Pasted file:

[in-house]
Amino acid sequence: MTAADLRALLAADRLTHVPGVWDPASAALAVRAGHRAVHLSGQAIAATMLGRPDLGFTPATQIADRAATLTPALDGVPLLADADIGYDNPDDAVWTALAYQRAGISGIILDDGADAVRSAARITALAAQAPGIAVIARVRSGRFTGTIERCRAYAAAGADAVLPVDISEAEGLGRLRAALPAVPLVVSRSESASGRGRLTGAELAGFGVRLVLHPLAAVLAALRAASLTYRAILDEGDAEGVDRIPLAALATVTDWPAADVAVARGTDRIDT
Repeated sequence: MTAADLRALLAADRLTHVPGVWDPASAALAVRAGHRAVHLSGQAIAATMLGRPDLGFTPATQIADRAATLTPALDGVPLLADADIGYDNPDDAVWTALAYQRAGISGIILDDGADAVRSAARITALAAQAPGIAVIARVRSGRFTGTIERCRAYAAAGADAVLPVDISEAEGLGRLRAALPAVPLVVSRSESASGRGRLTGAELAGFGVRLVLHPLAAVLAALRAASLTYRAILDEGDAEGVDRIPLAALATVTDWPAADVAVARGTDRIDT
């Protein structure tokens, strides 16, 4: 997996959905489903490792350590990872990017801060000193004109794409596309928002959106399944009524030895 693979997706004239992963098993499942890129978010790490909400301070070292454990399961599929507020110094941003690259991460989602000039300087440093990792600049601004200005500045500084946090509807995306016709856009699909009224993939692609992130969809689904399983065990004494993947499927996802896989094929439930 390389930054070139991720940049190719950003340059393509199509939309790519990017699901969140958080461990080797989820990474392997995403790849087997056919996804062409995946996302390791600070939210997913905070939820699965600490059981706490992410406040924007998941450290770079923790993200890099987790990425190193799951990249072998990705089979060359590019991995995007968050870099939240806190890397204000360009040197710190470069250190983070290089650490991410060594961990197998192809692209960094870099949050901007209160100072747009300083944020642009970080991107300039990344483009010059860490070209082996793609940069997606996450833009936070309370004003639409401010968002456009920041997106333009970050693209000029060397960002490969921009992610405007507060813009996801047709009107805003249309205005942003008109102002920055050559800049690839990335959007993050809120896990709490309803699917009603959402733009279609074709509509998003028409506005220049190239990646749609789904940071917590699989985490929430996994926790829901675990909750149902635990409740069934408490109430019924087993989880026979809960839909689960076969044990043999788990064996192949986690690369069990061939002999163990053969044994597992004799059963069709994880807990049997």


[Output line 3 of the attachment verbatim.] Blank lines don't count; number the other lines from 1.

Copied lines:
Repeated sequence: MTAADLRALLAADRLTHVPGVWDPASAALAVRAGHRAVHLSGQAIAATMLGRPDLGFTPATQIADRAATLTPALDGVPLLADADIGYDNPDDAVWTALAYQRAGISGIILDDGADAVRSAARITALAAQAPGIAVIARVRSGRFTGTIERCRAYAAAGADAVLPVDISEAEGLGRLRAALPAVPLVVSRSESASGRGRLTGAELAGFGVRLVLHPLAAVLAALRAASLTYRAILDEGDAEGVDRIPLAALATVTDWPAADVAVARGTDRIDT